There was absolutely no way that four girls weren’t going to set a world record. After all, they were the first humans to row across the entire Pacific Ocean – from San Francisco, to Cairns, Australia.
Their incredible odyssey spanning 8,579 miles over nine months is humanly and dramatically featured in the 90-minute documentary “Losing Sight of Shore.”
“Losing Sight of Shore” reminds us that we should not lose sight of the incredible challenges that still exist in our world of comfortable and softening lifestyles – should one (or four) choose to seek the unusual.
The film is produced by Emmy Award-winning documentary filmmaker and TV producer Sarah Moshman, who in 2012 “tired of the way media portray women” and pursued her dream of making a film that celebrated strong women. She couldn’t have found four more exemplary subjects.
The film’s opening title pretty well sums up the tenor of the film: “You can never cross the ocean until you have the courage to lose sight of the shore.”
The physical preparation alone to undertake such a prodigious challenge would dissuade most anyone from what many considered an impossible goal.
Their robust, one-ton rowboat, measuring only 29-feet in length, and displacing one-ton in weight, truly showed how miniscule it was for such an adventure, when passed within hailing distance by a massive Matson container vessel, whose captain warned the girls over the radio of “heavy weather coming up; you’ll feel it!”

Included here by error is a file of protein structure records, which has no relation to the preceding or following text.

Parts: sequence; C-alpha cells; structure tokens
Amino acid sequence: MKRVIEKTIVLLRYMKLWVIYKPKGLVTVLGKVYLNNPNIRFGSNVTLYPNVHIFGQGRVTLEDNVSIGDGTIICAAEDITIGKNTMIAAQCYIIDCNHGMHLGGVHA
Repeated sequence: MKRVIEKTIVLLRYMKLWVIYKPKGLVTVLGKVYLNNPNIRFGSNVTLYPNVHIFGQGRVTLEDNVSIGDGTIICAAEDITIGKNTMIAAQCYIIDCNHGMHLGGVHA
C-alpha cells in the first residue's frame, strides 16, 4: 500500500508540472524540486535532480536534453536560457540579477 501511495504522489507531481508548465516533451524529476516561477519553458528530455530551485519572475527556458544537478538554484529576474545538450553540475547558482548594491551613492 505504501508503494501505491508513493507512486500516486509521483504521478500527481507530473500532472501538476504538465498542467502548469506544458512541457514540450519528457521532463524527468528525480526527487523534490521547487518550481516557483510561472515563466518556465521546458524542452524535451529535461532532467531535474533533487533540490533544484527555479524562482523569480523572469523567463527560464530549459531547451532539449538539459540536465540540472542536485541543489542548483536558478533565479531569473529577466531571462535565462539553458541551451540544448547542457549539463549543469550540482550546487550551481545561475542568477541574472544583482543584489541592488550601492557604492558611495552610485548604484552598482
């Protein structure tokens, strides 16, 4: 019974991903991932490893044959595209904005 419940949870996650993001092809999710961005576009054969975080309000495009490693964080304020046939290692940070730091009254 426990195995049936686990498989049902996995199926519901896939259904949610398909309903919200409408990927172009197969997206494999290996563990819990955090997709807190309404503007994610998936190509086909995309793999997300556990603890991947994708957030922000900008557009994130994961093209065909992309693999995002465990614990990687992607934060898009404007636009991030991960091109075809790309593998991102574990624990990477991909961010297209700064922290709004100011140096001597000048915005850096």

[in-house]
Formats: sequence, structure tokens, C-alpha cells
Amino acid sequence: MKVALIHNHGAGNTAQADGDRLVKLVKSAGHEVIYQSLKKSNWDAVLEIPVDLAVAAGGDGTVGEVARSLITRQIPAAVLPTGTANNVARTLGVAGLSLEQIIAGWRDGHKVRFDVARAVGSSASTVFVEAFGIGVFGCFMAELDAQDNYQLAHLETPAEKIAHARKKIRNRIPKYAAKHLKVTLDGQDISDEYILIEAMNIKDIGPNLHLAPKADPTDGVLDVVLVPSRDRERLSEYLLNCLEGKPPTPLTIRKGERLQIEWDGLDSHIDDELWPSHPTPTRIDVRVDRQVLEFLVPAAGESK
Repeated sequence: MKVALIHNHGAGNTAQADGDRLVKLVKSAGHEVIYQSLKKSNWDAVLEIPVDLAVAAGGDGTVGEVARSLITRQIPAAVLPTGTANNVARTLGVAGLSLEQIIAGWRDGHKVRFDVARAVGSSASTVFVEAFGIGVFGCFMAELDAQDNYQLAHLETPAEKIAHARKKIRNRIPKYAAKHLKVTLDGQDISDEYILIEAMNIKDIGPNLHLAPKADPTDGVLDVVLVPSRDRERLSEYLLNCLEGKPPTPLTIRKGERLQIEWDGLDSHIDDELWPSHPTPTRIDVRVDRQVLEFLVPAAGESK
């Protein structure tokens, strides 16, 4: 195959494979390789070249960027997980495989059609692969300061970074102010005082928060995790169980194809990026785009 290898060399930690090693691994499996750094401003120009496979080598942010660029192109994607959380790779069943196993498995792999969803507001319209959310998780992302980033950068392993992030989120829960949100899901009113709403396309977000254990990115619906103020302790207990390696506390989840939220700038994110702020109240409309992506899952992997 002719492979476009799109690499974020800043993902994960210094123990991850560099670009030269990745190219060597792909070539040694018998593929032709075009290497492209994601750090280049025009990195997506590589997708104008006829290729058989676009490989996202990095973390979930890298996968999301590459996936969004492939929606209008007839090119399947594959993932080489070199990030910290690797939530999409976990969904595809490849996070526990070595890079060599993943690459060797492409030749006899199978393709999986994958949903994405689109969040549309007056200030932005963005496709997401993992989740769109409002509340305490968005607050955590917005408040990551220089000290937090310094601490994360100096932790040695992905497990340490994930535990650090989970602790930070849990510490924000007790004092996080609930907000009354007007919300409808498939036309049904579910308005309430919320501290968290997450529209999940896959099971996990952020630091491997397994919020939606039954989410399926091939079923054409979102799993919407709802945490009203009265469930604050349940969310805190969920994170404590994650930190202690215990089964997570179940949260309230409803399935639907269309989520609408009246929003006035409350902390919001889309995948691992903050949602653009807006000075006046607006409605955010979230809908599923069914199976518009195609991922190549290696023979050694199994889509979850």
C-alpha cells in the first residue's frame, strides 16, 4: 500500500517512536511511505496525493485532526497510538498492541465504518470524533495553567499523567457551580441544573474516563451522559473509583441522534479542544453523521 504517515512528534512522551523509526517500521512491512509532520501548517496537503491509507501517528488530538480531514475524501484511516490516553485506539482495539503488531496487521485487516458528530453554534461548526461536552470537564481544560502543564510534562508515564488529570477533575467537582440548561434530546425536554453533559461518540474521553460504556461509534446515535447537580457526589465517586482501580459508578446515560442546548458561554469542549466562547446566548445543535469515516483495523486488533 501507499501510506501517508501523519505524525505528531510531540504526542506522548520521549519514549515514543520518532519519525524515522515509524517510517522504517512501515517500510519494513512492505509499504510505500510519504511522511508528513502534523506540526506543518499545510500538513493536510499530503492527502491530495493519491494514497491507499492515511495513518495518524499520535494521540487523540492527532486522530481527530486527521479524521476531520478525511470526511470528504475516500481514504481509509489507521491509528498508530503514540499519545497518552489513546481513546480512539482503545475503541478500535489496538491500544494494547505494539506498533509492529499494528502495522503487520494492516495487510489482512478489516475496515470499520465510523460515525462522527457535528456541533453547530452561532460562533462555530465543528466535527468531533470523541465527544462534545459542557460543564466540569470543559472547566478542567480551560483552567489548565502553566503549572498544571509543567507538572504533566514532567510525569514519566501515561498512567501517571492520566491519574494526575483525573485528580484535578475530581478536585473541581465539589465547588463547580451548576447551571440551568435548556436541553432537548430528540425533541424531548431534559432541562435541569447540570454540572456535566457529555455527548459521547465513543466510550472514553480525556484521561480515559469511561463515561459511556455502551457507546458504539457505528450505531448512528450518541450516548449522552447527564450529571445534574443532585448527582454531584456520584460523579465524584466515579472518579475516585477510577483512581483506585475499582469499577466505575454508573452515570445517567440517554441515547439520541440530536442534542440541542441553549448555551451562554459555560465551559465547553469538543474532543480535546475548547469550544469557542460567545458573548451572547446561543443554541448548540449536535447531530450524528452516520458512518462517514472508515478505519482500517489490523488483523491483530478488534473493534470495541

High up aerial footage, obviously from a stabilized drone, show the rowboat to be but an inconsequential twig in an incomprehensible blue vastness.
Being out at sea for such long spans of time and miles, one can rightly expect to experience everything that the sea gods will order, and order they did: table flat seas one day, mountainous swells with cascading and crushing crests the next; happy, following swells brought alive by soaring seabirds and cavorting dolphins, to confused conditions agitated by opposing currents and winds.
Then there was the strength-sapping heat and humidity that conspired for weeks to totally enervate the crew. Strong legs and arms working 24/7, two hours on, two off, couldn’t guarantee the girls could overcome nature’s conflicting choreography, meaning they might miss Samoa, their second destination after Hawaii, and be forced another 1,000 miles south to Fiji.
The girls worked endlessly and inexorably, but not tirelessly, toward their goal. Emotions ran like the seas, highs and lows with eventides. But there could be no doubt about the deep love and trust and dependency that evolved amongst them and was in powerful evidence as one of the threads throughout film – and journey.
Calling themselves the “Coxless Crew,” the quartet rowed “to help beat Breast Cancer,” a disease that claimed one of their closest friends, a new mother—a young mother.
Viewers will walk away from this film with smiles, cheers and tears, as did the girls. But one thing the audience will not share are the hill-sized callouses the girls developed on their hands over the months – callouses that certainly proved these endurance athlete/adventurers truly are to the core different than the rest us.
“Losing Sight of Shore” screens on April 23 at 11:45 a.m. at The Triangle in Costa Mesa. Visit NewportBeachFilmFest.com for tickets.